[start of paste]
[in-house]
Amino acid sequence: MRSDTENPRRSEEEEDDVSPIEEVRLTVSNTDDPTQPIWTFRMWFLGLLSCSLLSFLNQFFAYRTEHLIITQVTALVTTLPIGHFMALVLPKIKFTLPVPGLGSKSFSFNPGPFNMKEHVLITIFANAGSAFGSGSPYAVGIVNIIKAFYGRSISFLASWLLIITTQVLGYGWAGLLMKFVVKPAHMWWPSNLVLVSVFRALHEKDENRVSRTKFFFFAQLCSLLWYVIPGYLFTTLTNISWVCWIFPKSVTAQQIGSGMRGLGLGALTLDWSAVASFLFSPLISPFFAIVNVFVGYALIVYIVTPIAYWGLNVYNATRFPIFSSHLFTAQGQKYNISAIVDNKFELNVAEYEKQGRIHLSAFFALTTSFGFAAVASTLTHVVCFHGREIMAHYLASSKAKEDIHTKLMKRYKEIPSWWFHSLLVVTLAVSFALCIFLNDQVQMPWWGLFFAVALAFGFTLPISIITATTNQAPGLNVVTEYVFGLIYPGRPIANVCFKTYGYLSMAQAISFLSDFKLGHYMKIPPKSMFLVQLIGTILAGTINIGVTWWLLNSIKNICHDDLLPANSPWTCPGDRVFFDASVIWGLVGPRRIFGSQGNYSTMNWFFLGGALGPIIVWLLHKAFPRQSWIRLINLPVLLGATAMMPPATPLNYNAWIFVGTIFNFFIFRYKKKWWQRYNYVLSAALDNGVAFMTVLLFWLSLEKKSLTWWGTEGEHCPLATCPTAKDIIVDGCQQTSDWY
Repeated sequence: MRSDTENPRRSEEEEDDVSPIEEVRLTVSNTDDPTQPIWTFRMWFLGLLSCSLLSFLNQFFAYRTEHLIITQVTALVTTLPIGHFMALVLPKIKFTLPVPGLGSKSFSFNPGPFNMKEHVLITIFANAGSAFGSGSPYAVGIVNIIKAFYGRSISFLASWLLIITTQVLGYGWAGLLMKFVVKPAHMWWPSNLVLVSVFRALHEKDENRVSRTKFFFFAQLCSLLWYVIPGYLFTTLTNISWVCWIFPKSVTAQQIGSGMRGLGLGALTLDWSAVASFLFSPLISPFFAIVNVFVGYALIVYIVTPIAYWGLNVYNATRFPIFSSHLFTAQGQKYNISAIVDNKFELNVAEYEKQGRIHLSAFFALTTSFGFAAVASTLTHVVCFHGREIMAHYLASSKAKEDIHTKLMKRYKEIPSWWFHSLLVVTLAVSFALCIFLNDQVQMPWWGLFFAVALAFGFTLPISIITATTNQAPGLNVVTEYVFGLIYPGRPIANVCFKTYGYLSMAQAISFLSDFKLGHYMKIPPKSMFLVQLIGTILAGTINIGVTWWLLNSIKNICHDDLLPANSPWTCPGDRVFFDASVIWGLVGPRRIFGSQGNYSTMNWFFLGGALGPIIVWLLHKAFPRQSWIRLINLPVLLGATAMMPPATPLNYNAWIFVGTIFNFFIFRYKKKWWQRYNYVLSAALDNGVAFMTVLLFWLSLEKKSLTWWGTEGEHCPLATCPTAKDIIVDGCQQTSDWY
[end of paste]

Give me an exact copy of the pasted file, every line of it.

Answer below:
[in-house]
Amino acid sequence: MRSDTENPRRSEEEEDDVSPIEEVRLTVSNTDDPTQPIWTFRMWFLGLLSCSLLSFLNQFFAYRTEHLIITQVTALVTTLPIGHFMALVLPKIKFTLPVPGLGSKSFSFNPGPFNMKEHVLITIFANAGSAFGSGSPYAVGIVNIIKAFYGRSISFLASWLLIITTQVLGYGWAGLLMKFVVKPAHMWWPSNLVLVSVFRALHEKDENRVSRTKFFFFAQLCSLLWYVIPGYLFTTLTNISWVCWIFPKSVTAQQIGSGMRGLGLGALTLDWSAVASFLFSPLISPFFAIVNVFVGYALIVYIVTPIAYWGLNVYNATRFPIFSSHLFTAQGQKYNISAIVDNKFELNVAEYEKQGRIHLSAFFALTTSFGFAAVASTLTHVVCFHGREIMAHYLASSKAKEDIHTKLMKRYKEIPSWWFHSLLVVTLAVSFALCIFLNDQVQMPWWGLFFAVALAFGFTLPISIITATTNQAPGLNVVTEYVFGLIYPGRPIANVCFKTYGYLSMAQAISFLSDFKLGHYMKIPPKSMFLVQLIGTILAGTINIGVTWWLLNSIKNICHDDLLPANSPWTCPGDRVFFDASVIWGLVGPRRIFGSQGNYSTMNWFFLGGALGPIIVWLLHKAFPRQSWIRLINLPVLLGATAMMPPATPLNYNAWIFVGTIFNFFIFRYKKKWWQRYNYVLSAALDNGVAFMTVLLFWLSLEKKSLTWWGTEGEHCPLATCPTAKDIIVDGCQQTSDWY
Repeated sequence: MRSDTENPRRSEEEEDDVSPIEEVRLTVSNTDDPTQPIWTFRMWFLGLLSCSLLSFLNQFFAYRTEHLIITQVTALVTTLPIGHFMALVLPKIKFTLPVPGLGSKSFSFNPGPFNMKEHVLITIFANAGSAFGSGSPYAVGIVNIIKAFYGRSISFLASWLLIITTQVLGYGWAGLLMKFVVKPAHMWWPSNLVLVSVFRALHEKDENRVSRTKFFFFAQLCSLLWYVIPGYLFTTLTNISWVCWIFPKSVTAQQIGSGMRGLGLGALTLDWSAVASFLFSPLISPFFAIVNVFVGYALIVYIVTPIAYWGLNVYNATRFPIFSSHLFTAQGQKYNISAIVDNKFELNVAEYEKQGRIHLSAFFALTTSFGFAAVASTLTHVVCFHGREIMAHYLASSKAKEDIHTKLMKRYKEIPSWWFHSLLVVTLAVSFALCIFLNDQVQMPWWGLFFAVALAFGFTLPISIITATTNQAPGLNVVTEYVFGLIYPGRPIANVCFKTYGYLSMAQAISFLSDFKLGHYMKIPPKSMFLVQLIGTILAGTINIGVTWWLLNSIKNICHDDLLPANSPWTCPGDRVFFDASVIWGLVGPRRIFGSQGNYSTMNWFFLGGALGPIIVWLLHKAFPRQSWIRLINLPVLLGATAMMPPATPLNYNAWIFVGTIFNFFIFRYKKKWWQRYNYVLSAALDNGVAFMTVLLFWLSLEKKSLTWWGTEGEHCPLATCPTAKDIIVDGCQQTSDWY